|Publication number||US5365420 A|
|Application number||US 08/076,812|
|Publication date||Nov 15, 1994|
|Filing date||Jun 14, 1993|
|Priority date||Jun 14, 1993|
|Publication number||076812, 08076812, US 5365420 A, US 5365420A, US-A-5365420, US5365420 A, US5365420A|
|Inventors||Gary R. Cadman|
|Original Assignee||Scully Signal Company|
|Export Citation||BiBTeX, EndNote, RefMan|
|Patent Citations (6), Referenced by (25), Classifications (6), Legal Events (7)|
|External Links: USPTO, USPTO Assignment, Espacenet|
A. Field of the Invention
This invention relates generally to an intrinsically safe DC-to-DC power supply having a voltage-clamping Zener diode barrier, which is suitable for use in an overfill protection device. The invention relates more particularly to a novel design for such a power supply that dynamically self-compensates for variations in breakdown voltage of the Zener diode barrier (e.g., due to component tolerances and temperature drift and aging effects) so as to maximize the supply's output power while maintaining a nominal biasing current flowing through the Zener barrier.
B. Description of the Related Art
Tanks used for storing or transporting flammable fluids such as gasoline, diesel fuel and other hazardous petroleum products are often equipped with overfill protection devices to stop the filling operation when the tanks are full, and thereby prevent waste and protect the environment from spillage due to overfilling.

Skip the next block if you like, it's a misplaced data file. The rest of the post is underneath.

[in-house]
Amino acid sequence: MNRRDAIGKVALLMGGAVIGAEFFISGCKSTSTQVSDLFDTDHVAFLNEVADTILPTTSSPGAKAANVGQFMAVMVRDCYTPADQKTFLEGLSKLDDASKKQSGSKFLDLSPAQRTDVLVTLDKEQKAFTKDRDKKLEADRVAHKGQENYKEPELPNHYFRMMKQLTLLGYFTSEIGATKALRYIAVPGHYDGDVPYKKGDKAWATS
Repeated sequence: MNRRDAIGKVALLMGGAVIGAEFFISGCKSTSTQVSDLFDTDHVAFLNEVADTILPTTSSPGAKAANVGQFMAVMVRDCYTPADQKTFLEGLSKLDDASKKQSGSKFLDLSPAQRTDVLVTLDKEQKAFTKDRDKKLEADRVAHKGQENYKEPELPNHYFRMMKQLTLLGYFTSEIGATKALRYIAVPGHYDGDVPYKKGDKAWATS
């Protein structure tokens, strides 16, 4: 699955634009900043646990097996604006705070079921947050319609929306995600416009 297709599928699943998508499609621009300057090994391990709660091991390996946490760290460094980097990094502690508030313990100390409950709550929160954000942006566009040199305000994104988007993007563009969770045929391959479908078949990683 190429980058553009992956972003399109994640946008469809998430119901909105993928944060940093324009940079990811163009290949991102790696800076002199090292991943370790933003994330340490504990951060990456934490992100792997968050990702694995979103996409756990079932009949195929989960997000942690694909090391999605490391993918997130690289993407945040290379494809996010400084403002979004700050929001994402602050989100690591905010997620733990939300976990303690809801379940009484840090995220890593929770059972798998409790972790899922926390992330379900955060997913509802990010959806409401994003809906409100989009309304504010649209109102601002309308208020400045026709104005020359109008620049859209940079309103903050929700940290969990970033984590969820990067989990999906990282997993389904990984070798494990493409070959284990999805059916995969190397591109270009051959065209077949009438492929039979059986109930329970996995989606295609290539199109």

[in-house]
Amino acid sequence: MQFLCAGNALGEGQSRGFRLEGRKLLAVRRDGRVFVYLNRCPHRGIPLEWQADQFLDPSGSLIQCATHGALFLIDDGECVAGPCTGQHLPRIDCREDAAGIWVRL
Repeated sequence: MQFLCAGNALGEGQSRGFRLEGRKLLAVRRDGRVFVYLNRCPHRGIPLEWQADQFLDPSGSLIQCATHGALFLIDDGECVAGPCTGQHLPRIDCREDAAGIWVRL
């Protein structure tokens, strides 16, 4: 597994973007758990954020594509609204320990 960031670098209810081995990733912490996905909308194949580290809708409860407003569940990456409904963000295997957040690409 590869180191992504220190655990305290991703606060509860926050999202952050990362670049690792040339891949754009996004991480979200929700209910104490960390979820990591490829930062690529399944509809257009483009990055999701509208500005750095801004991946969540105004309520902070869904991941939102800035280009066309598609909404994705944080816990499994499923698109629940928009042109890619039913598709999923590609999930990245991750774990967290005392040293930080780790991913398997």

The tanks can be mounted on tanker trucks or located, e.g., underground at service stations. Tanker trucks are typically filled with the fluids using pumping equipment at loading racks of marketing terminals, and underground storage tanks are typically gravity filled from the trucks. An overfill protection device is used with each tank to disable the pumping equipment at the marketing terminal or to close a truck-mounted flow valve at the service station when the limit of the tank's capacity is reached.
The overfill protection device typically has a detection circuit and a disable circuit. The detection circuit has a probe located within the tank which generates a sensor signal that indicates when the fluid within the tank exceeds a pre-determined level. The detection circuit also has a microprocessor-containing controller mounted near the tank that controls the operation of the probe. The detection circuit provides the sensor signal to the disable circuit over a suitable electrical cable. In response to the sensor signal indicating that the tank is full, the disable circuit operates to stop flow into the tank (e.g., depending on where the tank is located, by disabling the pumping equipment at the loading rack or by closing the flow valve on the truck).
The detection circuit also includes a power supply for energizing the probe and the controller. Because the fluids are flammable, the overflow protection device is typically and preferably designed to be "intrinsically safe." As defined in applicable standards promulgated by governmental agencies and industrial organizations, an intrinsically safe circuit cannot produce any spark or thermal effect, either during "normal" or under any likely "fault" condition, which is capable of causing the ignition of a mixture of the flammable fluid and its vapor or other combustible material in air. As a practical matter, this means that the power supplies used in overfill protection devices have special components, e.g., fuses, voltage-clamping Zener-diode barriers, and current-limiting output resistors, that limit the current and voltage delivered to circuitry located within fire-hazard locations.
More specifically, a conventional intrinsically-safe ("I.S.") power supply for use in an overflow protection device has a conventional voltage regulator for delivering a regulated, substantially constant-magnitude voltage to the detection circuit.